Answers - Payroll 101 - Employment Eligibility

Employment Eligibility for Production Companies

Form I-9

Form I-9 helps employers to verify individuals who are authorized to work in the United States. Every employee hired after November 6, 1986 must fill out an I-9.

On March 1, 2003 the former Immigration and Naturalization Services (INS) were transferred to three new agencies in the U.S. Department of Homeland Security (DHS): U.S. Citizenship and Immigration Services (USCIS), U.S. Customs and Border Protection (CBP), and U.S. Immigration and Customs Enforcement (ICE). You do not need to complete a Form I-9 for persons who are hired before November 7, 1986, employed for casual domestic work in a private home, independent contractors, or persons not working on U.S. soil.

Every Form I-9 must be fully completed within 3 business days of the first day of work.

Section 1 – Every employee needs to complete section 1 when he or she begins to work by filling in the correct information and signing and dating the form.

Section 2 – The production employee must present to the employer an original document or documents that establish identity and employment authorization within 3 business days of the date employment starts. List A documents establish both identity and employment authorization. List B documents establish identity only. List C documents establish employment authorization only. The employee can choose which documents he or she wants to present from the Lists of Acceptable Documents.

After documents have been presented and examined by the employer, the date employment begins is entered and then signed and dated.

Form W-4

The Form W-4 is designed to tell the employer how many withholding allowances the production employee is claiming, this number will determine the amount to withhold from the employee’s wages for federal and state income tax. The form may also indicate that the employee wants an additional dollar amount withheld beyond the amount based on the withholding allowances claimed.

Employees cannot indicate on their W-4 that they wish to have a flat dollar amount of tax or a percentage of earnings withheld rather than an amount based on the number of withholdings allowances that can be claimed.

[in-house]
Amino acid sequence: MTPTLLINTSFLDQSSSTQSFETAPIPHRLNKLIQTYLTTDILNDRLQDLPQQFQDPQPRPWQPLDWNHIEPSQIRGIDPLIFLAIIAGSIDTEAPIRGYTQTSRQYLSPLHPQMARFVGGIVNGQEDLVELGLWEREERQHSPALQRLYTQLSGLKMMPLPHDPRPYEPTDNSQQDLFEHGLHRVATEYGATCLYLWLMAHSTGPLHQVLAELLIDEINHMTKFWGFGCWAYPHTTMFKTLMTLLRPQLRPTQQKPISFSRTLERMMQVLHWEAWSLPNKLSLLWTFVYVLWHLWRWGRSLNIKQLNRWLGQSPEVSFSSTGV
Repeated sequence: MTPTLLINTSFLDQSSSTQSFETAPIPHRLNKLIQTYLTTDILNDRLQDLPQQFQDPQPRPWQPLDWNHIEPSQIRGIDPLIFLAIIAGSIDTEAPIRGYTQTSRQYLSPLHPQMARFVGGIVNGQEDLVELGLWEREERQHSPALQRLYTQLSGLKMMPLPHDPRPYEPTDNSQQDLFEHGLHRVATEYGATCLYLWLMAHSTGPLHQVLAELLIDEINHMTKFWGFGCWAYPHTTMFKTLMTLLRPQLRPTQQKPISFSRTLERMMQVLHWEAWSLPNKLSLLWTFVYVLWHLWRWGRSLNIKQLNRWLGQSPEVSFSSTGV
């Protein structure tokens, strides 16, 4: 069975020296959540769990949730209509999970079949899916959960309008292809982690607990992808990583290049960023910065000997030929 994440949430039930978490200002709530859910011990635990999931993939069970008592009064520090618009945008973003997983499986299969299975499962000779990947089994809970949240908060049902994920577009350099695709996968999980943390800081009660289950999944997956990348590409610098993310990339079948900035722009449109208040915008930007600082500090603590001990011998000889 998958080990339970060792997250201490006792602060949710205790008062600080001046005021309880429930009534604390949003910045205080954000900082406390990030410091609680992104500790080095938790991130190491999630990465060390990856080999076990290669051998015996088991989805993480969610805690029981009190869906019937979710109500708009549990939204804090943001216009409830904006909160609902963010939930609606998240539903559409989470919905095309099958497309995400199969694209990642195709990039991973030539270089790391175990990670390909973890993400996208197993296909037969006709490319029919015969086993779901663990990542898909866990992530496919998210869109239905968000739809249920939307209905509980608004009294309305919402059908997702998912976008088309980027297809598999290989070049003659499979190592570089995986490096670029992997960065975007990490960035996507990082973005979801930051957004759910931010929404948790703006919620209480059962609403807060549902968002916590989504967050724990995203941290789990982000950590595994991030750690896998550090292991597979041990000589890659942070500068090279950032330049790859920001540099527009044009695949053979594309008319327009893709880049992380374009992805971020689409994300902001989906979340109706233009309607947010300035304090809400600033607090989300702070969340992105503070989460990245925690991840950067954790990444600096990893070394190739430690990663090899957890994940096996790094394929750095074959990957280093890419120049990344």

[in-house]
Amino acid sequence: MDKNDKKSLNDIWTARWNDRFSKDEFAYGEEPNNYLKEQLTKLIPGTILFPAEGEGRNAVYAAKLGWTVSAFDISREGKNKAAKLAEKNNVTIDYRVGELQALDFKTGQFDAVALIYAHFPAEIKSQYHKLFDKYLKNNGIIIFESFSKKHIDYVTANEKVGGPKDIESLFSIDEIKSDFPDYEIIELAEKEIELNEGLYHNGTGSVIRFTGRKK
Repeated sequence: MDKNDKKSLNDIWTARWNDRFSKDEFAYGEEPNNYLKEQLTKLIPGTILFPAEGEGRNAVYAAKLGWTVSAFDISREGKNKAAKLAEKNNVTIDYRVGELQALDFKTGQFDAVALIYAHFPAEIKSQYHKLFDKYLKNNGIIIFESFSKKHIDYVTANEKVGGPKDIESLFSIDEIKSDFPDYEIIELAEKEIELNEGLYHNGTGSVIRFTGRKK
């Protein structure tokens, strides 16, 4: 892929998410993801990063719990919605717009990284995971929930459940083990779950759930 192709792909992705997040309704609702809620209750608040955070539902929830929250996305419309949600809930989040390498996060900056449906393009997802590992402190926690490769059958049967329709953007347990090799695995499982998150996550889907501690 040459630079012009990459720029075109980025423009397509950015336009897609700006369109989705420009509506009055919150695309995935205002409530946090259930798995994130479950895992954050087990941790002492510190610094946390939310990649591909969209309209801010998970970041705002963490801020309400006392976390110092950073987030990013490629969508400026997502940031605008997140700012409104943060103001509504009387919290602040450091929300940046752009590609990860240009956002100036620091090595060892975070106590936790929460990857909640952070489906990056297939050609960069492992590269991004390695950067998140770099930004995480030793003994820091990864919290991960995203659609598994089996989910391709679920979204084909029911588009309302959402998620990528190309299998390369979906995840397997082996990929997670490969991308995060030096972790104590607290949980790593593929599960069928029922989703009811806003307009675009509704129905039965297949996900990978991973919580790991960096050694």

Employers must keep all employees’ W-4 forms for at least four years after the last return was filed using the information on the W-4.

Verifying Social Security Numbers

The request to see an employee’s Social Security card is only for tax withholding and reporting purposes, not to substantiate the employee’s right to work in the United States.

E-Verify is an Internet-based system that compares information from an employee’s Form I-9, to data from the U.S. Department of Homeland Security and Social Security Administration records to confirm employment eligibility. You will be notified if the name and Social Security Number do not match.

The following are some examples of invalid social security numbers:

  • SSNs having 000 or 666 as the first 3 digits
  • SSNs greater than 773 as the first 3 digits
  • SSNs having 00 as the fourth and fifth digits
  • SSNs having 0000 as the sixth through ninth digits

Start Card

A start card must be filled out for every new employee per show. A start card is show specific, not production company specific. One of the reasons entertainment payroll companies like Media Services require the form is that we are obligated to inform various state governments of any new hires within two weeks. A new start card should be filled out for any changes during the production: address change, rate change, department change, account code, union change, job classification or work state.

Foreign Documentation

All documents must be valid and not expired. The following verify employment authorization and identity:

  • U.S. Passport or passport card.
  • Permanent Resident Card or Alien Registration Receipt Card (Form I-551).
  • Foreign passport that contains a temporary I-551 stamp or temporary I-551 printed notation on a machine-readable immigrant visa (MRIV).
  • Employment Authorization Document Card that contains a photograph (Form I-766).
  • In the case of a nonimmigrant alien authorized to work for a specific employer, a foreign passport with Form I-94 or Form I-94A bearing the same name as the passport, and the period of endorsement has not expired and has no restrictions or limitations identified on the form.
  • Passport from the Federated States of Micronesia (FSM) or the Republic of the Marshall Islands (RMI) with Form I-94 or Form I-94A indicating nonimmigrant admission under the Compact of Free Association between the United States and the FSM or RMI.